That history begins in the high middle ages when Christian kings from the North of the Iberian Peninsula set about reconquering it from the Caliphate of Cordoba and its taifas (smaller splinter states). Naturally, defensive fortifications were built along the way, to ensure that the territory couldn’t be lost.

Today these medieval castles are is beautiful reminders of our shared past, and some of the most gorgeous tourist attractions anywhere in the world. Amalia Home Collection also has a long history and love of Portuguese culture, so we want to share 5 medieval castles you should know about and visit when traveling in Portugal.


1. The Castle of Montalegre

Montalegre is at the northernmost reach of Portugal, almost on the border with Spain. The Castle of Montalegre was built during the 13th century by King Afonso III as a safeguard against the insistent attempts by Spanish rulers to take Portugal back.

The castle sits on a lovely granite hill, surrounded by nature. This natural beauty is one of the biggest draws of Montalegre. Right on the edge of the Gerês Natural Park, you can use your time to explore both the history and the natural wonders of the region.

Castle of Montalegre @ Diário de Trás-os-Montes

2. The Castle of Santa Maria da Feira

This castle actually predates Portugal as a sort of military keep in this location since at least 868. The castle of Santa Maria da Feira was actually one of the main stalwarts that supported Portuguese independence in 1128 when that struggle began and has been acknowledged as a national monument since at least 1881.

With 2020 being an exception for obvious reasons, the castle hosts the largest medieval fair and reenactment event in Europe. For weeks every summer, the fair that gave the town its name (feira means fair in Portuguese) is recreated with exceptional detail and aplomb.

Castle of Santa Maria da Feira @ Wikipedia

3. The Castle of Almourol

One of the most unique castles in Europe, the Castle of Almourol is only accessible by boat! Built on a very small rocky island in the middle of the Tagus river for natural protection against invaders, it clearly didn’t always work as it was originally built by Muslim settlers and taken back by Portuguese forces. It was given to the Templar Order in 1171 by the first king of Portugal, and they rebuilt it to its current form.

Almourol is exceptionally close to Tomar, which is the Portuguese town with the strongest link to the Templar Knights. If you go, make sure to visit the Convent of Christ, which is an absolute gem as well as the place where you can see the Janela Manuelina, possibly the most famous icon of Portugal’s native architectural style.

Castle of Almourol @Travel in Portugal

4. The Castle of St. Jorge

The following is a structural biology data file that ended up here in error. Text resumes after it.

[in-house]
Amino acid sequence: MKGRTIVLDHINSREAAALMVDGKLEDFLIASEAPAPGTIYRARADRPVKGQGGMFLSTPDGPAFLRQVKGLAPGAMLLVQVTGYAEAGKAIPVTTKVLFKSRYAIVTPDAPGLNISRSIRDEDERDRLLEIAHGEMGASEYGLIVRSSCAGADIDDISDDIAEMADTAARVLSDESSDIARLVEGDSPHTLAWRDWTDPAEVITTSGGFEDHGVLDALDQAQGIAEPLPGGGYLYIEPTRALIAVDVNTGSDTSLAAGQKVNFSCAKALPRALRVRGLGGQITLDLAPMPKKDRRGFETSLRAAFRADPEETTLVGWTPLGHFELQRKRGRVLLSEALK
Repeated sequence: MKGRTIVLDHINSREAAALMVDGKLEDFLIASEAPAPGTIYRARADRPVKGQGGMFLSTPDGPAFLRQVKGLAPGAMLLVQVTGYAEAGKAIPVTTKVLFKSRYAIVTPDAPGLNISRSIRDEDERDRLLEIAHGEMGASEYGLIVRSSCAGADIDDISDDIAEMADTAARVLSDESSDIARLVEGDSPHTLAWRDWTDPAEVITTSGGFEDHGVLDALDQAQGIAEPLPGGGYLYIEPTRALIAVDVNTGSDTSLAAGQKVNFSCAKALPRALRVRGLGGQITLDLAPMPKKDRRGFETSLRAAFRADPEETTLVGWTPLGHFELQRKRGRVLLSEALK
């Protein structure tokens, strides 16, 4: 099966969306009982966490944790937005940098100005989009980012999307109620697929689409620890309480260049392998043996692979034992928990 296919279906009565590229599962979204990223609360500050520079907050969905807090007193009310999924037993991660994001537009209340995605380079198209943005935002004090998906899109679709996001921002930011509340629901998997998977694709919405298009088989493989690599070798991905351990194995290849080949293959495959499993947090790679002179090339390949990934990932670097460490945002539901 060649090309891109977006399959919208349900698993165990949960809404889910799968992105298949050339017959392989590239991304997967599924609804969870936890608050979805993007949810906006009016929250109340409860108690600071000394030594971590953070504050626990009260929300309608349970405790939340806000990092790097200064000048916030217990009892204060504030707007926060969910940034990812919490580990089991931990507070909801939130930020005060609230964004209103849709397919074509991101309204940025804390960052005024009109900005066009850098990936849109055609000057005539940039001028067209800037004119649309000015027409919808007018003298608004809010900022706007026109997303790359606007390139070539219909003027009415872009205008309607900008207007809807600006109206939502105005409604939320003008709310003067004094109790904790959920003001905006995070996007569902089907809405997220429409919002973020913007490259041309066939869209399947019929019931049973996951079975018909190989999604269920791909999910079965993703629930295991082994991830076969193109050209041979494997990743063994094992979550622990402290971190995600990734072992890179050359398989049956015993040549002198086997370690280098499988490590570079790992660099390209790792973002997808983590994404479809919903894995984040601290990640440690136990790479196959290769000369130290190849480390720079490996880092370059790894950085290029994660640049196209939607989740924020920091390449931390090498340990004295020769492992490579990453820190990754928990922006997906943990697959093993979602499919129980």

The Castle of St. Jorge is one of Lisbon’s most remarkable monuments. Built by Muslim settlers, similar to Almourol, it has been rebuilt and repurposed several times in its role as the premier defensive structure of the city of Lisbon. When the defense was no longer a concern anymore the intention became to glorify Portuguese history.

And this is why today, it represents a true example of Portuguese medieval military architecture in pristine condition. It is a site that is unmissable. As a bonus, make sure to bring your camera. The view from the castle is possibly the best view you will ever get from a European capital as you can see the city almost in its entirety.

Castle of St. Jorge

5.   The Castle of Guimarães

Guimarães is known as the “cradle” of Portugal since it was from here, at this castle, that Portugal’s first king, Afonso Henriques, launched the campaign for independence. Amalia Home Collection hails from Guimarães, so we may be biased, but we really had to leave this one for last. It also helps that it is visually striking since it is the picture-perfect image of what you would expect a medieval castle to be.

In fact, the whole town is in a remarkable state of conservation, and there are quite a few medieval monuments that are not only still standing but still being used. The Church of Nossa Senhora da Oliveira, for instance, that was built in the 14th century, is still working as a church to this day.

Castle of Guimarães

Amalia Home Collection’s Own Rich History

Since 1922, the Amalia Home Collection has been developing and producing luxurious and artistic home textiles, made in Portugal, and inspired by the Portuguese culture and its beautiful landscapes. From the coastline to the countryside, from the cobblestone streets to the rolling hills, from the rooms of a beautiful palace to the Atlantic ocean’s deep blue, each design brings a little piece of Portugal to your home.

We are immensely proud of this history and heritage, and it informs every thread of our designs. So if you enjoyed this article, make sure to check out our webstore. In our products, we carry the heart and soul of this nation, and we make sure to honor this legacy with the highest standards.